The U.S. food supply is generally considered safe, but foodborne illness—such as salmonella poisoning—remains a common problem.
For some meat and poultry products such as ground beef, there are standards for how much harmful bacteria USDA can find when testing. However, some common products such as turkey breasts and pork chops don't have such standards. It's unclear how USDA decides which products to consider for new standards.
Also, we found that some of USDA's food safety standards are outdated, with no time frames for revision.
We made recommendations to help USDA improve its standards in a timely manner to protect public health.
(This page was changed for accuracy on the issue of time frames.)
Photo of an open refrigerator showing different foods inside
What GAO Found
To help ensure the safety of our nation's food supply, the U.S. Department of Agriculture (USDA) has developed standards limiting the amount of Salmonella and Campylobacter —pathogens that can cause foodborne illness in humans—permitted in certain meat (beef and pork) and poultry (chicken and turkey) products, such as ground beef, pork carcasses, and chicken breasts. However, the agency has not developed standards for other products that are widely available, such as turkey breasts and pork chops. Further, its process for deciding which products to consider for new standards is unclear because it is not fully documented, which is not consistent with federal standards for internal control. For example, USDA has informed stakeholders that it will take into account factors including consumption and illness data, but the agency has not documented this process going forward. Previously, USDA had developed new standards after widespread outbreaks indicated the need. For example, in 2016, USDA concluded that new standards were needed for certain poultry products to reduce Salmonella after reviewing outbreaks from these products in 2011, 2013, and 2015—outbreaks in which 794 people were sickened and 1 died. By documenting the agency's process for deciding which products to consider for new standards, USDA could better ensure that such decisions will be risk-based.
USDA is taking steps to address challenges GAO identified in 2014 for reducing pathogens in poultry products, but these challenges are ongoing and could affect USDA's ability to reduce pathogens in meat as well. For example, one challenge GAO identified is that the level of pathogens in poultry products can be affected by practices on farms where poultry are raised. GAO recommended in 2014 that to help overcome this challenge, USDA guidelines on practices for controlling Salmonella and Campylobacter on farms include information on the effectiveness of each of the practices, consistent with a recommendation from a USDA advisory committee. Since GAO's 2014 report, USDA drafted revised guidelines to include information on the effectiveness of on-farm practices for controlling pathogens in poultry and beef cattle, in 2015 and 2017, respectively. However, USDA's draft guidelines for controlling Salmonella in hogs do not contain such information. By including such information as it finalizes its draft guidelines, USDA could better inform industry of the potential benefits of adopting on-farm practices included in the guidelines and encourage implementation of such practices.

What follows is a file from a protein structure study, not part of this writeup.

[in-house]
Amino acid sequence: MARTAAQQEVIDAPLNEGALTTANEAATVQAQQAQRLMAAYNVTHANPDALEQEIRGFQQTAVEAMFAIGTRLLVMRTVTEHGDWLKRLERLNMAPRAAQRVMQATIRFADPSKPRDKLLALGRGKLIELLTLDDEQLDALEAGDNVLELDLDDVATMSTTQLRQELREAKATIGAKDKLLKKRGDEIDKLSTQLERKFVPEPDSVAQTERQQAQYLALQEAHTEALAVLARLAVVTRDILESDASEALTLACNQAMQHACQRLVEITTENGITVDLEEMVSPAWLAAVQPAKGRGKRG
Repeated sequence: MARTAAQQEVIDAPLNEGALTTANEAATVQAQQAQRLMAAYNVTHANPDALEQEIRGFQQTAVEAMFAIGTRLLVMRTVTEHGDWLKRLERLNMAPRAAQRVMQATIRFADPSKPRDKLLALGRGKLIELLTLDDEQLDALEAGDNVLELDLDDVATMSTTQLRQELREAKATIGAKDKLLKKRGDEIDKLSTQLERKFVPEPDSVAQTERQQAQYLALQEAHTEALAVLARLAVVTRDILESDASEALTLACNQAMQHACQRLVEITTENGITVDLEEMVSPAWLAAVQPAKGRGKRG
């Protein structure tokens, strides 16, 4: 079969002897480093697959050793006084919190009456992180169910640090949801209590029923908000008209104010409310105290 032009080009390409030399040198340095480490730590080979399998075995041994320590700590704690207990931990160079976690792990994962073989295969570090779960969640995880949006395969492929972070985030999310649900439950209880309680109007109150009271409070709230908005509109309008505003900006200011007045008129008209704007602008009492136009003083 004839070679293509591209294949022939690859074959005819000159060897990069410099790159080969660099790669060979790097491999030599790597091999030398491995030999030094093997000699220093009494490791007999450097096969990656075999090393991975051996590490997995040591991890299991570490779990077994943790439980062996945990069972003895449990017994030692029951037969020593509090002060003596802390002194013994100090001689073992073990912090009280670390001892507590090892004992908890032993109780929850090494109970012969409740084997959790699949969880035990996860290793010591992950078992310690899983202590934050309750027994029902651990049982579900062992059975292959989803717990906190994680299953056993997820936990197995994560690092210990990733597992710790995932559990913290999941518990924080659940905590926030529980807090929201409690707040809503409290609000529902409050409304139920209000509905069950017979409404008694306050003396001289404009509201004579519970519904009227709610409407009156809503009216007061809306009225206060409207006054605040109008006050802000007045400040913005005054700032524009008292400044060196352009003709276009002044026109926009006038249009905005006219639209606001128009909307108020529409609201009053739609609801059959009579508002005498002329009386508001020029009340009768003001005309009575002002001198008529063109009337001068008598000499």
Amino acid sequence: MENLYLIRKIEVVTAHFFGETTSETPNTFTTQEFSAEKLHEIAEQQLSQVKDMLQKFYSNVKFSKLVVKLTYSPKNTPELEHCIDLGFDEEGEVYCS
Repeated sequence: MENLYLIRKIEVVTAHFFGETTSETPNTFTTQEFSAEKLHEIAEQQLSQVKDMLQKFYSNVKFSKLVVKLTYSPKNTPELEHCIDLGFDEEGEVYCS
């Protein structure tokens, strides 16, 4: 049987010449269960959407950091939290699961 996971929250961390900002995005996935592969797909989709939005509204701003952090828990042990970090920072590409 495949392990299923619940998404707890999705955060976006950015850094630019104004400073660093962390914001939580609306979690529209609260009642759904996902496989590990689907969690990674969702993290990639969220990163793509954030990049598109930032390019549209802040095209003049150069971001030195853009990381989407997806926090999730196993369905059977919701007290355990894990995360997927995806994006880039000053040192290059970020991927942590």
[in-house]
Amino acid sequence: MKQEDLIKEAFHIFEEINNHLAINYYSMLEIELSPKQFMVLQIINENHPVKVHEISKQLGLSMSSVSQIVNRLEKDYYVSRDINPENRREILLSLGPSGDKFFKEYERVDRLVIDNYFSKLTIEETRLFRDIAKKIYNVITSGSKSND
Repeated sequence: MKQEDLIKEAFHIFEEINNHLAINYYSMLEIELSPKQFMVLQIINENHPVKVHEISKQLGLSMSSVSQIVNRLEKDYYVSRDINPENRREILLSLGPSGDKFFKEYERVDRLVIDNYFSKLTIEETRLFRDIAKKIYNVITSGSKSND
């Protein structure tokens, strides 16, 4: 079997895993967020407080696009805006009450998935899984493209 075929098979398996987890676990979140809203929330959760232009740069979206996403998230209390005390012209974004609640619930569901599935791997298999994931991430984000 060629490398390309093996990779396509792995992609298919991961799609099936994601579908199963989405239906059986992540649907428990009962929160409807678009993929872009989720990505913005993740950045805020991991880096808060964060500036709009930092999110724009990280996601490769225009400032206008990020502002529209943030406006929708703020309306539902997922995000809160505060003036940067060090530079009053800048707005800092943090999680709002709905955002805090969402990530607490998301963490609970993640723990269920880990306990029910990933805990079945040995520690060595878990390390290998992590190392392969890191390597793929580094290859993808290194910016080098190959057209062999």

Why GAO Did This Study
The U.S. food supply is generally considered safe, but the Centers for Disease Control and Prevention (CDC) estimate that Salmonella and Campylobacter in food cause about 2 million human illnesses per year in the United States. In 2014, GAO identified challenges USDA faced in reducing pathogens in poultry products, including standards that were outdated or nonexistent and limited control over factors that affect pathogen contamination outside of meat and poultry slaughter and processing plants, such as practices on the farm.
GAO was asked to review USDA's approach to reducing pathogens in meat and poultry products. This report examines (1) the extent to which USDA has developed standards for meat and poultry products and (2) any additional steps USDA has taken to address challenges GAO identified in 2014. GAO reviewed relevant regulations, documents, and data and interviewed officials from USDA and CDC, as well as 17 stakeholders representing industry, consumer groups, and researchers selected based on their knowledge of USDA's meat and poultry slaughter inspections and food safety.
GAO is making three recommendations, including that USDA document its process for deciding which products to consider for new standards and that it include information on the effectiveness of on-farm practices in its guidelines for Salmonella control in hogs. USDA agreed with GAO's recommendations and described actions it will take to implement them.
Recommendations for Executive Action
|Food Safety and Inspection Service||1. The Administrator of the Food Safety and Inspection Service (FSIS) should document the agency's process for deciding which products to consider for new pathogen standards, including the basis on which such decisions should be made. (Recommendation 1).|
|Food Safety and Inspection Service||2. The Administrator of FSIS should set time frames for determining what pathogen standards or additional policies are needed to address pathogens in beef carcasses, ground beef, pork cuts, and ground pork. (Recommendation 2).|
|Food Safety and Inspection Service||3. The Administrator of FSIS should include available information on the effectiveness of on-farm practices to reduce the level of pathogens as it finalizes its guidelines for controlling Salmonella in hogs. (Recommendation 3).|